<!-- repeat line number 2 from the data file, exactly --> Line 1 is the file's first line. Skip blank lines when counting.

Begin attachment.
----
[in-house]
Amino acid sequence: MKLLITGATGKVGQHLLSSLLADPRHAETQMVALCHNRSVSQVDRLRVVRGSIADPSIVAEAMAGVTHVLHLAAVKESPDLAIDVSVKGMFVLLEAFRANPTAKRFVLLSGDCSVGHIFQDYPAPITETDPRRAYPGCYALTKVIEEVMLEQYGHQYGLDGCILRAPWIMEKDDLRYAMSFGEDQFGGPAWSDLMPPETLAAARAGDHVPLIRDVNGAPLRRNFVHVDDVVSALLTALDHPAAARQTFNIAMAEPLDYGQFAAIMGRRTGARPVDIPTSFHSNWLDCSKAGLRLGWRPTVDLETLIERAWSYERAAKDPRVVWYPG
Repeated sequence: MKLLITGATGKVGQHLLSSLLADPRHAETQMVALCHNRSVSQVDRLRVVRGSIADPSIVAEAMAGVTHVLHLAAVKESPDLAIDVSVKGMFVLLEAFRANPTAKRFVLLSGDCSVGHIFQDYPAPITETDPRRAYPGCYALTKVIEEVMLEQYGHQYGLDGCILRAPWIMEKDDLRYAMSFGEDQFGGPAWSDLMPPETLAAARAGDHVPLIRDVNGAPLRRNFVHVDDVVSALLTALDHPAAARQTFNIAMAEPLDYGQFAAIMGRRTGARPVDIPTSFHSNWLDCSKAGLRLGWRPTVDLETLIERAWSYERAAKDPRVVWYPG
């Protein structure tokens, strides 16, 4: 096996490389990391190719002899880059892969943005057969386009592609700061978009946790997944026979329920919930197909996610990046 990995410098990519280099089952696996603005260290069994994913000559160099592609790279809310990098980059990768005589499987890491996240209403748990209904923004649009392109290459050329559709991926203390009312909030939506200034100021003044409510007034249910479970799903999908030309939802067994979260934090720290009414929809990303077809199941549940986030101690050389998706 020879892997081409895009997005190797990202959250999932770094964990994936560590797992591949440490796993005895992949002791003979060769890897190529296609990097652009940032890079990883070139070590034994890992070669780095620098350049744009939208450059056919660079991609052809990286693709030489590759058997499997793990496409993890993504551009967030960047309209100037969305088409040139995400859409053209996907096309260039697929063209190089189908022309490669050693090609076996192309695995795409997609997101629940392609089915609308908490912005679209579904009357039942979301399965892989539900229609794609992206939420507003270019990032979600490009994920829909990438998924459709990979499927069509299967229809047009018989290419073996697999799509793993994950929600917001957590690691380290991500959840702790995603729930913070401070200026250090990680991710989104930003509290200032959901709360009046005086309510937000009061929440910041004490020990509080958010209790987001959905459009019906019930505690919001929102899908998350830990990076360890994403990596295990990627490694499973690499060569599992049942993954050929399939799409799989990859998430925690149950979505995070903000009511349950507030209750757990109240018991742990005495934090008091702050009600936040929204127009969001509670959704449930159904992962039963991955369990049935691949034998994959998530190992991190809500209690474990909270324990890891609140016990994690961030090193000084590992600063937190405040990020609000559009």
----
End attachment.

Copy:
Amino acid sequence: MKLLITGATGKVGQHLLSSLLADPRHAETQMVALCHNRSVSQVDRLRVVRGSIADPSIVAEAMAGVTHVLHLAAVKESPDLAIDVSVKGMFVLLEAFRANPTAKRFVLLSGDCSVGHIFQDYPAPITETDPRRAYPGCYALTKVIEEVMLEQYGHQYGLDGCILRAPWIMEKDDLRYAMSFGEDQFGGPAWSDLMPPETLAAARAGDHVPLIRDVNGAPLRRNFVHVDDVVSALLTALDHPAAARQTFNIAMAEPLDYGQFAAIMGRRTGARPVDIPTSFHSNWLDCSKAGLRLGWRPTVDLETLIERAWSYERAAKDPRVVWYPG